November 29, 2018
Technology in service of improved outcomes, not the other way around
By: Dr. Ron Moody

Health care costs continue to rise. Despite a massive push to increase EHR use. Despite workflow disruptions and increased physician burnout. Despite all the talk about data analytics and interoperability.

It’s likely that less than 25 percent of health information in modern EHRs is stored in a form available for ready use to support better health outcomes for an individual patient, or a population. An even lower percentage is available as part of longitudinal 360-degree view of a patient’s health data as recorded in the EHR. Data in other EHRs, claims data, and data available on the patient life/health outside medical care is typically missing.

Most of the information is not computable, or often even findable. Healthcare organizations need tools going forward that both identify and capture data, and to harvest and verify information often found in the narrative sections of historic notes. We need resources to make data actionable at the point of healthcare delivery, for the support of the patient, and for population health. Which means that government policy should shift emphasis from technology to outcomes that technology can enable.

It’s often said there are not enough physicians involved in building EHRs. This is likely not the case. Transformative change needed in the EHR and healthcare will not come from just the physician perspective. Physicians alone are not the best source to define future use cases or the tools needed for current as well as new models of care. Health and healthcare has never just been about the physician. It involves the activities of a team best designed to deliver the Quadruple Aim and to assume new roles. Health is primarily controlled by the patient.

The physician and entire clinic team must insist on technology that performs better, is designed around improved care processes, supports better usability to include minimal clicking, and minimally disrupts conversation and cognition. Outcomes, not the technology or current processes, should drive change.

As the movement to focus on accountable and value-based principles grows, there will be greater emphasis on outcomes and measures. Focused on the Quadruple Aim, it is imperative to not only allow patients access to their data from any EHR, but to make them an equal partner on their care team. The patient controls decisions that impact a larger portion of healthcare costs, and in many cases control the health outcome.

You can measure if the physician ordered the AIC and reminded the diabetic patient to get the test. The patient is responsible for getting the test, taking the medication, exercising, and monitoring their diet to lower the AIC. Patient have to be truly empowered by actionable engagement in the process. This will allow Health IT systems to move from reactive medical care, compliance, and billing systems to proactive, innovative solutions based on different models of care.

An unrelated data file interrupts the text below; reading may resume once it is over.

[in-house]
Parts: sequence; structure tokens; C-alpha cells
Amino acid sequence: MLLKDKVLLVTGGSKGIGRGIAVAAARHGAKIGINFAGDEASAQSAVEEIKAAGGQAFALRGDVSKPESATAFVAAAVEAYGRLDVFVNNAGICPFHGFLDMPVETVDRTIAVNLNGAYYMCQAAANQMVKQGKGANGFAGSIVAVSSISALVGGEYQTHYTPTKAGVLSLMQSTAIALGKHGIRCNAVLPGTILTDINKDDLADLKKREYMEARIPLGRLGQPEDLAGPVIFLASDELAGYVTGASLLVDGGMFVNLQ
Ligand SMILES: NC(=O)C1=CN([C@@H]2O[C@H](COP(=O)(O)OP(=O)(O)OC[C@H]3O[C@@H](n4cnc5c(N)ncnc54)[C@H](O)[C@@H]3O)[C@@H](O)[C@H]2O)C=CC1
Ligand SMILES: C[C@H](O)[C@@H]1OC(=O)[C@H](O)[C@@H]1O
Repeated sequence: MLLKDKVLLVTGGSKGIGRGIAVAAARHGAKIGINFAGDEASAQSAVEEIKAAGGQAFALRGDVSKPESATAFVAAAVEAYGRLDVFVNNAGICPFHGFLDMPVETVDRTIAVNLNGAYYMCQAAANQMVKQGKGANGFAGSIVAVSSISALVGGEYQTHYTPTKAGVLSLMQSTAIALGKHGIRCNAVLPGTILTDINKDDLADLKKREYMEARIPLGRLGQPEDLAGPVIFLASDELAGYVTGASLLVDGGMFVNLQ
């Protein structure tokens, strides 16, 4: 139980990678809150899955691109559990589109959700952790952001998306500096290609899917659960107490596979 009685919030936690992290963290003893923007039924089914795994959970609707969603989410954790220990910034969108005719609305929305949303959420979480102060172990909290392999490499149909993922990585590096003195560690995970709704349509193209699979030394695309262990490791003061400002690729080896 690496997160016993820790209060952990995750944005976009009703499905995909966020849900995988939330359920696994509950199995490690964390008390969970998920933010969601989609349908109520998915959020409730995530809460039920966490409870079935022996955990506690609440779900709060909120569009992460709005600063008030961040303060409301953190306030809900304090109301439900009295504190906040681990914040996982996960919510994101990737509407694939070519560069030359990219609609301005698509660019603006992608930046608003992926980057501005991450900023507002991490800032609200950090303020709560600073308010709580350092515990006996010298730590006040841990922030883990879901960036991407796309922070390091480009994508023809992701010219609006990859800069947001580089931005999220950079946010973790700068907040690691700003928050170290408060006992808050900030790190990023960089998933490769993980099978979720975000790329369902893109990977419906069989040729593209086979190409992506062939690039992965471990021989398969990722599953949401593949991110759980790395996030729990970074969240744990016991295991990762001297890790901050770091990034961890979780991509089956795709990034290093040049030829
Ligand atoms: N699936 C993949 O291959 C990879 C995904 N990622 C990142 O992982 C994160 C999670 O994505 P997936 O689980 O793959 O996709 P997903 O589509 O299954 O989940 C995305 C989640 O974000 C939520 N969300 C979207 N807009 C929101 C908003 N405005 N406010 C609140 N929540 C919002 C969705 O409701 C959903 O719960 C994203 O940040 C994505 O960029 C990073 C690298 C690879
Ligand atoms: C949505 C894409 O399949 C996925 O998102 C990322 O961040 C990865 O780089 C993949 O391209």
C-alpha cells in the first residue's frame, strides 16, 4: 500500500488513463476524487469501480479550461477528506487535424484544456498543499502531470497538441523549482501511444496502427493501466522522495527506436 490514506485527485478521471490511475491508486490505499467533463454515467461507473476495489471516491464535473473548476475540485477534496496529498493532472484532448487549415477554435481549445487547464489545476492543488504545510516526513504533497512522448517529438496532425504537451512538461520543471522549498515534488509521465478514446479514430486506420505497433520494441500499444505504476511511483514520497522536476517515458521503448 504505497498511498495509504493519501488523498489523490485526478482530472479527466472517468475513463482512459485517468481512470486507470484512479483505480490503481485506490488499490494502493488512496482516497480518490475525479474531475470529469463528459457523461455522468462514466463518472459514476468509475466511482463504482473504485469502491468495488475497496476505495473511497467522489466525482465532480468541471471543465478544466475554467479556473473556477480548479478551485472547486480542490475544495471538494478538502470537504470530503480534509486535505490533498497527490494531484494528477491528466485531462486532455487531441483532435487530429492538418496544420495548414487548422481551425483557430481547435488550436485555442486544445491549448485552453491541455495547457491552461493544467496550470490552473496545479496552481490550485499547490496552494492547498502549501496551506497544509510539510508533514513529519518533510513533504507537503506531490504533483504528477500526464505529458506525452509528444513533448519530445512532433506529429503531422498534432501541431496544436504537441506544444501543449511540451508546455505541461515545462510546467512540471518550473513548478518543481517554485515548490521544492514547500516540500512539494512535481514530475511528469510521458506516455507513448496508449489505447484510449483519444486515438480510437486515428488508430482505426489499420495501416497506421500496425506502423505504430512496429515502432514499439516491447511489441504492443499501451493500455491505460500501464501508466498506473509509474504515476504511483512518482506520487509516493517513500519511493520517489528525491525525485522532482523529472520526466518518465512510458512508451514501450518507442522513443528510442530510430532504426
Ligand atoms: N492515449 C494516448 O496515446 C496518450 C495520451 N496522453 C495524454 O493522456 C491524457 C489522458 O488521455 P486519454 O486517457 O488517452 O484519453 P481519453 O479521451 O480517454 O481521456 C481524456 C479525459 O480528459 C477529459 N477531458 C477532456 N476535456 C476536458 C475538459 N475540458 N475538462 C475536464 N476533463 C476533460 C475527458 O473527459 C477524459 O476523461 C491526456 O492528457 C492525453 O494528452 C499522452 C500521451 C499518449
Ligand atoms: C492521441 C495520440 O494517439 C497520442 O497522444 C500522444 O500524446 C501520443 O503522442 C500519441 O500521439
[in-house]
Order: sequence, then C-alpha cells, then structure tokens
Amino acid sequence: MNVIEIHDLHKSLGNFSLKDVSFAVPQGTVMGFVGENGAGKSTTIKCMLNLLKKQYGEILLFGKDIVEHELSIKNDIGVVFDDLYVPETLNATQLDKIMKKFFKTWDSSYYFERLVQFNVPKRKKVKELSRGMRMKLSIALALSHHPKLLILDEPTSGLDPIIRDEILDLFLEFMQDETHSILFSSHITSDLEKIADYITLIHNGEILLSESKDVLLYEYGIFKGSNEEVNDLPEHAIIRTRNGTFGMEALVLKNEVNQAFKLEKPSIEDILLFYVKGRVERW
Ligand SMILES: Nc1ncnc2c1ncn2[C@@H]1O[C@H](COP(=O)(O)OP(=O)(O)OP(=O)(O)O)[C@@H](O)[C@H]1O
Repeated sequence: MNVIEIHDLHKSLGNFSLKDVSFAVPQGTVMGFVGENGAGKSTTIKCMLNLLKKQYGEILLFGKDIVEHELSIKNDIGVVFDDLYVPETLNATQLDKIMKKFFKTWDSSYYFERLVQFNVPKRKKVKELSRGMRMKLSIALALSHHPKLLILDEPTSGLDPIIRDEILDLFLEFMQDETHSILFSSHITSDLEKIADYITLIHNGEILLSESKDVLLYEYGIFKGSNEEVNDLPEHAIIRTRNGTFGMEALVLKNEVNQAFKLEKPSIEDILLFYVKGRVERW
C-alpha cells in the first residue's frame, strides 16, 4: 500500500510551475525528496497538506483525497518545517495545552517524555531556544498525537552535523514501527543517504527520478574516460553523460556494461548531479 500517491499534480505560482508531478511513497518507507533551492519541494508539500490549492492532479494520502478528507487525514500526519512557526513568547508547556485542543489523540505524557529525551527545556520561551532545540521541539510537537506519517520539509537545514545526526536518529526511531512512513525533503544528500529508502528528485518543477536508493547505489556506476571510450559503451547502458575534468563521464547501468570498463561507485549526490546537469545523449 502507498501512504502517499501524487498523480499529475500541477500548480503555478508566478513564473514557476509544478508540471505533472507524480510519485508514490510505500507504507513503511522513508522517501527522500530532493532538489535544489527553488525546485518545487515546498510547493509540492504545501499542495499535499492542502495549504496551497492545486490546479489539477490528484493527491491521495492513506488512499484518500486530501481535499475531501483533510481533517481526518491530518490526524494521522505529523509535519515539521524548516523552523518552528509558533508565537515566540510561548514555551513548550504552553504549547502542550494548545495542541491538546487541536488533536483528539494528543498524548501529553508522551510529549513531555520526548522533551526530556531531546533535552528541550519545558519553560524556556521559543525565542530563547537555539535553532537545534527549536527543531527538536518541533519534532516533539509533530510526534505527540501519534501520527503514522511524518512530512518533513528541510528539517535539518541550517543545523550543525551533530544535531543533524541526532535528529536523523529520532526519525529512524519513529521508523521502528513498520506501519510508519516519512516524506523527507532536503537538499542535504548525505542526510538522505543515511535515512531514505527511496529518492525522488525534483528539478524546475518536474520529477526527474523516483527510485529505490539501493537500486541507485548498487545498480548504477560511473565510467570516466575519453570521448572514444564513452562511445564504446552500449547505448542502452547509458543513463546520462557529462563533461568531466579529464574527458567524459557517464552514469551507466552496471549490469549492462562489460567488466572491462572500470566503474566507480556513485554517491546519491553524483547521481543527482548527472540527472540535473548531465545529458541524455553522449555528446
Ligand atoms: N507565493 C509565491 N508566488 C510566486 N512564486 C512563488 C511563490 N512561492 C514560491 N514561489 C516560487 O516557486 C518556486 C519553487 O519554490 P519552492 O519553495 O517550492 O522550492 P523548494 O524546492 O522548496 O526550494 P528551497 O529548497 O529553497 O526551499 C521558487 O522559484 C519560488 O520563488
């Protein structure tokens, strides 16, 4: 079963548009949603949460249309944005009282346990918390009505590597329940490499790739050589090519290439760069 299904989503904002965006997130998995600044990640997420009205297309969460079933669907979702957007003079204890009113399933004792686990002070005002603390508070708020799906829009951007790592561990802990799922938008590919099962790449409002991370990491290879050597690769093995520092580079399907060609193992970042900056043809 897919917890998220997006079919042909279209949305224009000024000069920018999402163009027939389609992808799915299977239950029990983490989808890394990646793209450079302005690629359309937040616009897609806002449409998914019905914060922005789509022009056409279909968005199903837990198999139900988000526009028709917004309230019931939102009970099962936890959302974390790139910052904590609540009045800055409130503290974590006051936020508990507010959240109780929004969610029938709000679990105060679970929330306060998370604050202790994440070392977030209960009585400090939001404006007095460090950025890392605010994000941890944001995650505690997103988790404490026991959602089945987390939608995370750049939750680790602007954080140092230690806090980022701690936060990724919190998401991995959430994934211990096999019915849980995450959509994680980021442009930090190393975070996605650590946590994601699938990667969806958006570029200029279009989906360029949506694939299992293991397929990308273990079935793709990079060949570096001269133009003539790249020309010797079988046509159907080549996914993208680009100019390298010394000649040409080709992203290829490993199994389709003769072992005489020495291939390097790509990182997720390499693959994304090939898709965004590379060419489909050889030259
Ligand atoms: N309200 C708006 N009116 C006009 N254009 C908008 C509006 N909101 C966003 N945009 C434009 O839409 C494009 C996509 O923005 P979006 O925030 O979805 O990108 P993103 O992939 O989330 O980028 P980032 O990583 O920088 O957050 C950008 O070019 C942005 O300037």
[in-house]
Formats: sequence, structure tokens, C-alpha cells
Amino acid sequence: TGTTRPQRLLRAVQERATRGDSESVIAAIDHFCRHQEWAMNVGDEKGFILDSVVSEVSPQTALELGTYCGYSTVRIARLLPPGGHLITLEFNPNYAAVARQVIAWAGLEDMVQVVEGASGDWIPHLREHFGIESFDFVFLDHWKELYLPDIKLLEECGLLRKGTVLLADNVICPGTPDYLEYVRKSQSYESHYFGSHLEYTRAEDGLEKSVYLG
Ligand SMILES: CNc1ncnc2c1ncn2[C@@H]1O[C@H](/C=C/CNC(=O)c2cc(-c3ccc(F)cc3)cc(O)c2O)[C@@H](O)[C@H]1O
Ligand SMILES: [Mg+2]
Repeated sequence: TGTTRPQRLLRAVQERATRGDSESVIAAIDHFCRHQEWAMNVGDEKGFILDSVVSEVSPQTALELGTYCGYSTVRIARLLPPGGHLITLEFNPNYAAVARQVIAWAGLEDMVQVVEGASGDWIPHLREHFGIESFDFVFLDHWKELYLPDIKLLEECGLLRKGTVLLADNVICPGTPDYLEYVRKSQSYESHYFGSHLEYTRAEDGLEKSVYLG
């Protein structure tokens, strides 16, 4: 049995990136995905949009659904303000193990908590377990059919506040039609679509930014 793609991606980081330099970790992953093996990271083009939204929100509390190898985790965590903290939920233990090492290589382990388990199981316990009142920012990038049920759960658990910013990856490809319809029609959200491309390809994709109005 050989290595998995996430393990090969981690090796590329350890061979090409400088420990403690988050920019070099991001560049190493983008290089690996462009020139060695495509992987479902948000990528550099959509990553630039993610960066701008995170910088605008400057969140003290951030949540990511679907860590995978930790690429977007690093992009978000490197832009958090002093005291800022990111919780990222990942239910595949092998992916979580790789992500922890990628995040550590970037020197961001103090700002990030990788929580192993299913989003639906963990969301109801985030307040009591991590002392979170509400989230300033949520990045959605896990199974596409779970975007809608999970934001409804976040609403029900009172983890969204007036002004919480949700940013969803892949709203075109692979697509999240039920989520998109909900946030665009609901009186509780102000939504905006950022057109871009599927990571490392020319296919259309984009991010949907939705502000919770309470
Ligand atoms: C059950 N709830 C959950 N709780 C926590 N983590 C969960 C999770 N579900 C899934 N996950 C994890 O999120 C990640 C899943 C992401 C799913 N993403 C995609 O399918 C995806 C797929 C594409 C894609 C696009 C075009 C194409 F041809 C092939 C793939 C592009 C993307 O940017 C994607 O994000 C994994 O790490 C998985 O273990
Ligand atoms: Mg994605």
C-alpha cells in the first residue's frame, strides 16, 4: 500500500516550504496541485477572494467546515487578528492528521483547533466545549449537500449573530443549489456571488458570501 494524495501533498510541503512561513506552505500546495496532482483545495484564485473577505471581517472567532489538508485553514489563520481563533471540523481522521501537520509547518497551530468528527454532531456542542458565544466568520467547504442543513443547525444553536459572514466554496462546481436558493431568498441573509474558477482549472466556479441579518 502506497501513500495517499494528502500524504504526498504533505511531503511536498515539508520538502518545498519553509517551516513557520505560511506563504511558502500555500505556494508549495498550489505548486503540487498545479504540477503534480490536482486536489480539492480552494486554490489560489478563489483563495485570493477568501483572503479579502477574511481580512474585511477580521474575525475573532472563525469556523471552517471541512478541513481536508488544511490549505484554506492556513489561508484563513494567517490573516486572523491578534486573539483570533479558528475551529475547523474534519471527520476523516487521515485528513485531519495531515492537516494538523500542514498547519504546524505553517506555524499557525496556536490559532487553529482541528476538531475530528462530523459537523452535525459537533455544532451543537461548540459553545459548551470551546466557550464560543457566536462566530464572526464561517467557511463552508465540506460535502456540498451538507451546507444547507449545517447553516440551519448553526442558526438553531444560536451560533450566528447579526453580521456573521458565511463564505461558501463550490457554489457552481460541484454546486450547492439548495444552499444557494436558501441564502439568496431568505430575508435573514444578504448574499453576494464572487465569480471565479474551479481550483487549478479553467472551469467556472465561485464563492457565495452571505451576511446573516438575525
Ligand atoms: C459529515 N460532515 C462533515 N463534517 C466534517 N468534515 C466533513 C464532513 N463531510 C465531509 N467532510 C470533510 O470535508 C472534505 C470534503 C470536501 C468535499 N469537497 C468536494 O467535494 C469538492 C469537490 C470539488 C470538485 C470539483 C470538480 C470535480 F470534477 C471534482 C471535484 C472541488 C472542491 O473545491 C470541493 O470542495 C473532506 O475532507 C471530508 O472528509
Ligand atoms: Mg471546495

Creating fundamental change in the way we deliver care to support healthier lives requires a fundamental change in our thinking. Technology is not the solution, nor is technical interoperability. The solution will come from focusing on achieving outcomes in a truly patient-centric construct, which entails enhancing service delivery. Technology can be a wonderful enabler, if it enables desired outcomes and new processes.

Sticking to known processes and incremental optimization will result in healthcare organizations having a Kodak moment, becoming obsolete as digital-enabled processes are used by others.

Here are some recommended actions to ensure that doesn’t happen:

  • Government CMS focus on outcomes achievement, not interoperability in isolation. Link payment upgrades to technical changes that support outcomes.

  • Healthcare providers should demand IT changes that support improved outcomes/evidence-based healthcare delivery. Demand changes that align with future healthcare and health support needs.

  • HIT focus should be not only on standards for moving data between systems, but making the data usable and actionable after it has been moved -- part of a true “longitudinal record of health.”

  • Patients should demand a greater role in their healthcare engagement and access to the healthcare team.

Let me know what you think, as we continue to move through our exploration of IT and how it can be used to better healthcare outcomes.

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